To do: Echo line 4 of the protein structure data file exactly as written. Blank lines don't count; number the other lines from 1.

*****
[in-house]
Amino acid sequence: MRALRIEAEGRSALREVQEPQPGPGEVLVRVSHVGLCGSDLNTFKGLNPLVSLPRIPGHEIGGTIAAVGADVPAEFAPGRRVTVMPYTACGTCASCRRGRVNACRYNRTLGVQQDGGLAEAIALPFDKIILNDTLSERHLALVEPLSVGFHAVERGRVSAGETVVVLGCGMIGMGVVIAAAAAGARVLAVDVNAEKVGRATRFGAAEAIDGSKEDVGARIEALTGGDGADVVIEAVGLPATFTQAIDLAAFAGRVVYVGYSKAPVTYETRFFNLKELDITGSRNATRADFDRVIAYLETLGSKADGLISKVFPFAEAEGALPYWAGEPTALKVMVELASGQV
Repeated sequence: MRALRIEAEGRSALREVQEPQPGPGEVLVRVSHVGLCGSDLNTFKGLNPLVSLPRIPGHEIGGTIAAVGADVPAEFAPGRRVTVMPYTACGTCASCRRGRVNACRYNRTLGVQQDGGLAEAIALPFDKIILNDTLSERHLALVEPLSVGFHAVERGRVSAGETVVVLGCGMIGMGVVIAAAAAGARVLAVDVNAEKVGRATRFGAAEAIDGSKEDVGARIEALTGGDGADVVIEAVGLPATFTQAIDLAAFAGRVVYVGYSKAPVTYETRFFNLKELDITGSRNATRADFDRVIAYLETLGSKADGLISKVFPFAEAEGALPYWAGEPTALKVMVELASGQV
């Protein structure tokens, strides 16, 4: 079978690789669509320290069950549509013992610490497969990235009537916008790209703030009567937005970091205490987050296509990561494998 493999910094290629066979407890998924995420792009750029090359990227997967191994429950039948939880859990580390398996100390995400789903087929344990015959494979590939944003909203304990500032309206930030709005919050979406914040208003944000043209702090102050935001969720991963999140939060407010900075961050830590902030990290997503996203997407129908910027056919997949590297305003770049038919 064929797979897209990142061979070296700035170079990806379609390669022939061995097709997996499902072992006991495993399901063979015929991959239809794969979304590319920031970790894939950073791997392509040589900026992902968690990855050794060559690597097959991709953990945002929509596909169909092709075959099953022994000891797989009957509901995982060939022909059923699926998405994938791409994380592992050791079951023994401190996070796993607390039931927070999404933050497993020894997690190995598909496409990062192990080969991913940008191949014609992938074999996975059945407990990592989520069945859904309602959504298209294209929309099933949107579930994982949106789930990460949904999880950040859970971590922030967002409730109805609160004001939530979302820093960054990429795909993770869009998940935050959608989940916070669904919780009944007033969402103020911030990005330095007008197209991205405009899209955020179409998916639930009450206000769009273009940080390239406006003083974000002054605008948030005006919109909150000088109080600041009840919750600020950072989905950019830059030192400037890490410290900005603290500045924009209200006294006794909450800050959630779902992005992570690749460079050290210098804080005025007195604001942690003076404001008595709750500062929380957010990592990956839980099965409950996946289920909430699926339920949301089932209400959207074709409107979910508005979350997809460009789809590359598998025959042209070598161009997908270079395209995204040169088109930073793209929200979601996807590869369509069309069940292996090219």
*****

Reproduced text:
């Protein structure tokens, strides 16, 4: 079978690789669509320290069950549509013992610490497969990235009537916008790209703030009567937005970091205490987050296509990561494998 493999910094290629066979407890998924995420792009750029090359990227997967191994429950039948939880859990580390398996100390995400789903087929344990015959494979590939944003909203304990500032309206930030709005919050979406914040208003944000043209702090102050935001969720991963999140939060407010900075961050830590902030990290997503996203997407129908910027056919997949590297305003770049038919 064929797979897209990142061979070296700035170079990806379609390669022939061995097709997996499902072992006991495993399901063979015929991959239809794969979304590319920031970790894939950073791997392509040589900026992902968690990855050794060559690597097959991709953990945002929509596909169909092709075959099953022994000891797989009957509901995982060939022909059923699926998405994938791409994380592992050791079951023994401190996070796993607390039931927070999404933050497993020894997690190995598909496409990062192990080969991913940008191949014609992938074999996975059945407990990592989520069945859904309602959504298209294209929309099933949107579930994982949106789930990460949904999880950040859970971590922030967002409730109805609160004001939530979302820093960054990429795909993770869009998940935050959608989940916070669904919780009944007033969402103020911030990005330095007008197209991205405009899209955020179409998916639930009450206000769009273009940080390239406006003083974000002054605008948030005006919109909150000088109080600041009840919750600020950072989905950019830059030192400037890490410290900005603290500045924009209200006294006794909450800050959630779902992005992570690749460079050290210098804080005025007195604001942690003076404001008595709750500062929380957010990592990956839980099965409950996946289920909430699926339920949301089932209400959207074709409107979910508005979350997809460009789809590359598998025959042209070598161009997908270079395209995204040169088109930073793209929200979601996807590869369509069309069940292996090219």